Communicating Change

Article by George Robotham – www.ohschange.com.au

A quote I love from this article: “The world of safety is famous for well-meaning, ponderous, glossy publications that no one really knows about, cares about or uses. Safety communications are also famous for the use of “weasel-words”. “Weasel-words” promise a lot but deliver little. Corporate OHS people are experts at producing technically brilliant safety communications that the workers do not connect with”

Communicating change – Winning employee support for new business goals – T. J. Larkin, Sandar Larkin

Introduction

I worked with T.J. Larkin analysing communications in a major organisation, the things he says make a lot of sense to me.

There were 3 main messages to come out of this research-

  1. Use face-to-face communications,
  2. Use the supervisor to communicate and
  3. Frame messages relevant to the immediate work area.

Extracts from the text

After receiving communication employees should return to their job and perform better than before. This change should be observable and immediate. Communication should have one goal, improving performance. It should change the way employees do their job.

If communication is to change behaviour it must be grounded in the desires and interests of the receivers. To be noticed the communication must be something that interests the receiver, to change behaviour it must touch one of their values.

A lot of current communications is designed to please head office. The communication is not oriented towards the receivers and consequently does not change the way they act.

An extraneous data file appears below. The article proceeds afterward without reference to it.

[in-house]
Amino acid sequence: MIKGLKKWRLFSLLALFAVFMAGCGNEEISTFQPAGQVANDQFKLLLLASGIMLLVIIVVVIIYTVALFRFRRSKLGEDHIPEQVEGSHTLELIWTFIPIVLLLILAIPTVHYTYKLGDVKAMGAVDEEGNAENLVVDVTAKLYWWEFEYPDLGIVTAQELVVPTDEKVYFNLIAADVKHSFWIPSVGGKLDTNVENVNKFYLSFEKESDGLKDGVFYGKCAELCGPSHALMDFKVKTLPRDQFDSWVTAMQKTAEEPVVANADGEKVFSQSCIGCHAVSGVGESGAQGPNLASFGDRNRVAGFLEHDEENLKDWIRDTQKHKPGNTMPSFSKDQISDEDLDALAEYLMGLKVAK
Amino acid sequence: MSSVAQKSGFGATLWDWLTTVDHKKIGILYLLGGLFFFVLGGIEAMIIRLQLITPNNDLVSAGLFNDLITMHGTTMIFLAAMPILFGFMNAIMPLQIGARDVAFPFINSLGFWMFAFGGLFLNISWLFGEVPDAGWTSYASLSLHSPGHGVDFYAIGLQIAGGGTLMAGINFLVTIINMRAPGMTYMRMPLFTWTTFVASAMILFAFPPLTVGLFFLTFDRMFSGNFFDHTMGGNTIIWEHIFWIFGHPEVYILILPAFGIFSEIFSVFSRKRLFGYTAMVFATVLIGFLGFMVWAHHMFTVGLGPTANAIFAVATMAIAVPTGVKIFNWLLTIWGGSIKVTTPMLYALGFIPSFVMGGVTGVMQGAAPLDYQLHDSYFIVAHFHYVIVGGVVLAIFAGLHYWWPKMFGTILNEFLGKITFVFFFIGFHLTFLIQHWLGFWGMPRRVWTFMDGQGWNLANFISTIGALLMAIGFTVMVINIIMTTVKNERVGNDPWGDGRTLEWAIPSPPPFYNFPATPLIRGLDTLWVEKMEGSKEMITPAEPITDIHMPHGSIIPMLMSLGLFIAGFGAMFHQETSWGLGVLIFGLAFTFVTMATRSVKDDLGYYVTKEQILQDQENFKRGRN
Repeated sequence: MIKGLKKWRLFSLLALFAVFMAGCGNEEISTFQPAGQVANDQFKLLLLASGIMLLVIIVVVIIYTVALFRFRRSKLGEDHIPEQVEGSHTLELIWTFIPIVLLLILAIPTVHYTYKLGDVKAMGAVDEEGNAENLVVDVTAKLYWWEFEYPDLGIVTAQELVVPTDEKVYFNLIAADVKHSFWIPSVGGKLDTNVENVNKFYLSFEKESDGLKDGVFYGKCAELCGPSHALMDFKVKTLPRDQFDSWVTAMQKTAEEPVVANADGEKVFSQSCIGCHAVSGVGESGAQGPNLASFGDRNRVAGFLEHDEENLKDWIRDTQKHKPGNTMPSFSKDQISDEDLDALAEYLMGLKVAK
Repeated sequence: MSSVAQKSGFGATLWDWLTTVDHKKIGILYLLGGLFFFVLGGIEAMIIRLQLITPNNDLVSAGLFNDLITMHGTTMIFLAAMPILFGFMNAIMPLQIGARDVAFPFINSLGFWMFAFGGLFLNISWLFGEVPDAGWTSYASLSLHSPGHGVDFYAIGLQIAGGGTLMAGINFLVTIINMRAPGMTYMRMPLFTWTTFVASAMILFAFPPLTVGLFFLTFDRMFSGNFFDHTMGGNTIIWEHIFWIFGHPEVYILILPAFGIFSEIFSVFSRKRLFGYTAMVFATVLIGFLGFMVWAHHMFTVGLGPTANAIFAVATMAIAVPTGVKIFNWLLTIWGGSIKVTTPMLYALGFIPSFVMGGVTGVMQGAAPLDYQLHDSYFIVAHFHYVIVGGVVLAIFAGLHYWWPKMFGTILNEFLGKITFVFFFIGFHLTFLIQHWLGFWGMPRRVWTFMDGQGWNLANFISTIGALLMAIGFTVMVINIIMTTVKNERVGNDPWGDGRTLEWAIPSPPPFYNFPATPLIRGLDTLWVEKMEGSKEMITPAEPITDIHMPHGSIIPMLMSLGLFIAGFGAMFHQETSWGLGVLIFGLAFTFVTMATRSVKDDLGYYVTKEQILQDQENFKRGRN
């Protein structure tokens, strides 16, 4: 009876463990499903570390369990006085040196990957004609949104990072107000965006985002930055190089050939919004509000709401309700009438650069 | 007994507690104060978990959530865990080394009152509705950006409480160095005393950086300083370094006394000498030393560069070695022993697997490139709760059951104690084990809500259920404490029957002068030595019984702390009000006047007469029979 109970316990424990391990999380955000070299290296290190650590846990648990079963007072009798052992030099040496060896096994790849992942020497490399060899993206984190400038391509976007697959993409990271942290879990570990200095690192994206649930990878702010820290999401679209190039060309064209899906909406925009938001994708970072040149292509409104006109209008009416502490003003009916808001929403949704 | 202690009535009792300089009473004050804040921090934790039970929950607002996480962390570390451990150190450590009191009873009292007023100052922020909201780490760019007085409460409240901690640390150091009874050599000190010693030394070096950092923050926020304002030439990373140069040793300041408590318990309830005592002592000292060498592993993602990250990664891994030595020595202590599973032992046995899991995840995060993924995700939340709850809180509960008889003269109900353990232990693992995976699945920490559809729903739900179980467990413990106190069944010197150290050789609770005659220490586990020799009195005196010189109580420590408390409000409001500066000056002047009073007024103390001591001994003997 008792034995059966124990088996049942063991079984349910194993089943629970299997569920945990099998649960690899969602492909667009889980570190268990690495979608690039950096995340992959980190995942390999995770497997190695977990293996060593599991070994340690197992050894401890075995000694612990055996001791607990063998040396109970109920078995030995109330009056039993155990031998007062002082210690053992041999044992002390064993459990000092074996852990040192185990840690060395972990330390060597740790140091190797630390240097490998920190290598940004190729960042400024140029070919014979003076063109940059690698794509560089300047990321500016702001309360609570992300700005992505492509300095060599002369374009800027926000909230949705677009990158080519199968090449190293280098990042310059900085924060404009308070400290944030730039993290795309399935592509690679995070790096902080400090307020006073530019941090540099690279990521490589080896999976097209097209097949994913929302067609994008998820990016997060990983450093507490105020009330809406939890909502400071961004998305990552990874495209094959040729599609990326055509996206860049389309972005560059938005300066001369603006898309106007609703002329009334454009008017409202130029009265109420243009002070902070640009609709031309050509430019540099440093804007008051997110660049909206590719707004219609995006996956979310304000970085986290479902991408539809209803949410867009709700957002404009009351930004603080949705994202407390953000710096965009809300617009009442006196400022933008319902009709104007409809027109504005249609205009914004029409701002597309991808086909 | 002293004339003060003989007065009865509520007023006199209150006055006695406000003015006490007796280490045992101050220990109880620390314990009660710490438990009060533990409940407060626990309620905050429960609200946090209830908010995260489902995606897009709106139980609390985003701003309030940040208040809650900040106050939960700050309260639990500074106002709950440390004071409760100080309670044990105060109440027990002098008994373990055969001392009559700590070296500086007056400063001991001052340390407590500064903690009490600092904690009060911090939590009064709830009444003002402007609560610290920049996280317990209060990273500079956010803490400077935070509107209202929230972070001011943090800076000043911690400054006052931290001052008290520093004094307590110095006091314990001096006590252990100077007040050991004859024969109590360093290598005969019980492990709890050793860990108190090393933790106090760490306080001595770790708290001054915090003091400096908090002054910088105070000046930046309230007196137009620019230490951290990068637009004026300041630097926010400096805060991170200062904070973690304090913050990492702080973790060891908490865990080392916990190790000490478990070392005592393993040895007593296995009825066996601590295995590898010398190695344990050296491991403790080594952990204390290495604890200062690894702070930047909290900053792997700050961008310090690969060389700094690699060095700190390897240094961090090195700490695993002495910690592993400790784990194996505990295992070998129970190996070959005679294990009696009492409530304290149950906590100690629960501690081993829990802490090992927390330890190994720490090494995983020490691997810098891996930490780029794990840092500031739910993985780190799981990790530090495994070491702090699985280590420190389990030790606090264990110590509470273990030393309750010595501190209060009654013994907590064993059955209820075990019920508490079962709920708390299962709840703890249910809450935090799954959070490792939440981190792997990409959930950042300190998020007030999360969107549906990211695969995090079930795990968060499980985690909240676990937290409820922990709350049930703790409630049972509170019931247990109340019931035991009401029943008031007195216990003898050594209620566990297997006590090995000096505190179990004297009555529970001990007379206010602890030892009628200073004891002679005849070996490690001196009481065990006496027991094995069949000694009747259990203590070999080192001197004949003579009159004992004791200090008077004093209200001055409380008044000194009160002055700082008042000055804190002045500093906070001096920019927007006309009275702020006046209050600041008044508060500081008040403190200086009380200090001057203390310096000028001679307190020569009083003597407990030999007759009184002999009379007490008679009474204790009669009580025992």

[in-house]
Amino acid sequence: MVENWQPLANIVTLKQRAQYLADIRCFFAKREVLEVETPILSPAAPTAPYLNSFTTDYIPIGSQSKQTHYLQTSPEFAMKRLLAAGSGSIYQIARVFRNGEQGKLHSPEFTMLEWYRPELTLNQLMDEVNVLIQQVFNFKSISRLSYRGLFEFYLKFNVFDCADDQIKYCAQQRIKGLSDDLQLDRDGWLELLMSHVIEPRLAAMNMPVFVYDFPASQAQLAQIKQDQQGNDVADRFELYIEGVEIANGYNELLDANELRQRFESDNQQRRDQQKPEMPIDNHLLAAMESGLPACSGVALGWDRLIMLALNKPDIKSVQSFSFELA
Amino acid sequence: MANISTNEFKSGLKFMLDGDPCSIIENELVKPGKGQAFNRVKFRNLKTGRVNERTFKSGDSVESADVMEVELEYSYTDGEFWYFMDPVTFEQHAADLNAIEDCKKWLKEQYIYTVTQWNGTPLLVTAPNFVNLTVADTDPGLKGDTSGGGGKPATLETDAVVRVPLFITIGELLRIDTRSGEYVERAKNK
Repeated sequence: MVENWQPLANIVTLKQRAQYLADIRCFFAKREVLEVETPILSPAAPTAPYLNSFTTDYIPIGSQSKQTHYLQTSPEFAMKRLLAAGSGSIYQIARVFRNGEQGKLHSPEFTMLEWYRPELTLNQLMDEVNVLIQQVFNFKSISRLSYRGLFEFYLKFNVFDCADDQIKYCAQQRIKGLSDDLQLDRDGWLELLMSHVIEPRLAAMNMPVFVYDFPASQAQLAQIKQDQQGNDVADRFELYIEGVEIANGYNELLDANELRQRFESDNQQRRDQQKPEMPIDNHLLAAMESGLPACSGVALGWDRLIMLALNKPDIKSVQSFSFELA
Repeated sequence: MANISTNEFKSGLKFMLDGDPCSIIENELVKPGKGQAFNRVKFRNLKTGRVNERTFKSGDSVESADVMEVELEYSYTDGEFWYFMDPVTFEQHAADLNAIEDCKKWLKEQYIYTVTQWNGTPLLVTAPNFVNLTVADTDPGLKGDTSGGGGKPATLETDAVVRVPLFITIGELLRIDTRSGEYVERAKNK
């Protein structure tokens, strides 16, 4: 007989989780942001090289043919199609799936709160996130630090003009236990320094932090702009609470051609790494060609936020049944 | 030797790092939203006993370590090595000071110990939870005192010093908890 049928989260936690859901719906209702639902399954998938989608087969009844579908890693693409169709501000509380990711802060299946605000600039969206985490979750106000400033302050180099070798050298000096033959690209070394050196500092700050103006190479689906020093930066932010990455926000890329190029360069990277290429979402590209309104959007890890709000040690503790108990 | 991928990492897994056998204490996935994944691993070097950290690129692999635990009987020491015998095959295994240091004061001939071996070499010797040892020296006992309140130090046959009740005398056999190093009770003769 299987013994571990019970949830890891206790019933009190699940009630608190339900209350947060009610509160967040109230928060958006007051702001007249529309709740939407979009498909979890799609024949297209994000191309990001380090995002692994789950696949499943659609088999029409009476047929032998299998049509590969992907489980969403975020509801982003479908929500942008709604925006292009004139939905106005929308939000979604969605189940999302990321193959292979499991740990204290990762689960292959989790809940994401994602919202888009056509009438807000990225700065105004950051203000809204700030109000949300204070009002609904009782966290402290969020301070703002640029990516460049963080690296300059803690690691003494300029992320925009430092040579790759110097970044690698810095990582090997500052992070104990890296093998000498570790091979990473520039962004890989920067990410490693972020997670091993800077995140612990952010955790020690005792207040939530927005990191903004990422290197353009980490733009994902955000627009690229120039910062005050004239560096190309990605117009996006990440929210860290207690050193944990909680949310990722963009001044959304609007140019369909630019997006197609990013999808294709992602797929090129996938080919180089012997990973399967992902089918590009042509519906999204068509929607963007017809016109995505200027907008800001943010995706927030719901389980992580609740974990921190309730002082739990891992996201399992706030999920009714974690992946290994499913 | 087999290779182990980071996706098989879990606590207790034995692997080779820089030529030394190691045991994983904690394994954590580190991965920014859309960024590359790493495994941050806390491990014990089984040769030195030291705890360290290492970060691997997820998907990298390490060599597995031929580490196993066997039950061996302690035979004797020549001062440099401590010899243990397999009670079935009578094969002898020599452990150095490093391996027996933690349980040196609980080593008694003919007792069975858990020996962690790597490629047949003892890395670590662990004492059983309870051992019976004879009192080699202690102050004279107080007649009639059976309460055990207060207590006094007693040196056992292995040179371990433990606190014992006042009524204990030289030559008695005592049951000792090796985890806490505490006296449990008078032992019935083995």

Communication often comes from senior management, it is a mortal sin to fail to use supervisors to introduce change to front line employees

There is some loyalty and admiration among middle and senior managers. This dissipates fast as you head toward the front line. On the front line loyalty and admiration are replaced by suspicion. Senior management should never go direct to the front line.

Working with a powerful supervisor is associated with-

1 Increased trust in the supervisor

2 Increased desire for communications with the supervisor

3 Increased belief in the accuracy of information coming from the supervisor

It is not the employees communication relationship with the C.E.O. or head office that matters, rather it is his or hers communication with his or her supervisor that matters. The supervisor must be the privileged receiver of information, never brief workers and supervisors together. Do not trickle communications down through middle management, it rarely works.

Australian front line employees like videos much less than their American counterparts.

Do not rely on the company newsletter for communicating change

Professor T.J. Larkin says “If it is not face-to-face it is not communication”.

General safety communications

With written communications I aim to be succinct, have an appropriate structure and utilise management summaries with major reports. I use photographs, diagrams, flow-charts etc. to illustrate main points. Important written communications must always be followed up by a face-to-face meeting. The BHP guideline for general correspondence is that if it takes more than 2 pages to write it is too much for busy people to write and read. The world of safety is famous for well-meaning, ponderous, glossy publications that no one really knows about, cares about or uses. Safety communications are also famous for the use of “weasel-words”. “Weasel-words” promise a lot but deliver little. Corporate OHS people are experts at producing technically brilliant safety communications that the workers do not connect with.

Action and Experiential learning models must be used for communicating learning as opposed to lecture style presentations.

Conclusion

There were 3 main messages to come out of this research-

  1. Use face-to-face communications,
  2. Use the supervisor to communicate and
  3. Frame messages relevant to the immediate work area.

These are very simple yet powerful messages that are often ignored in practice, much safety communications should be examined for its effectiveness.

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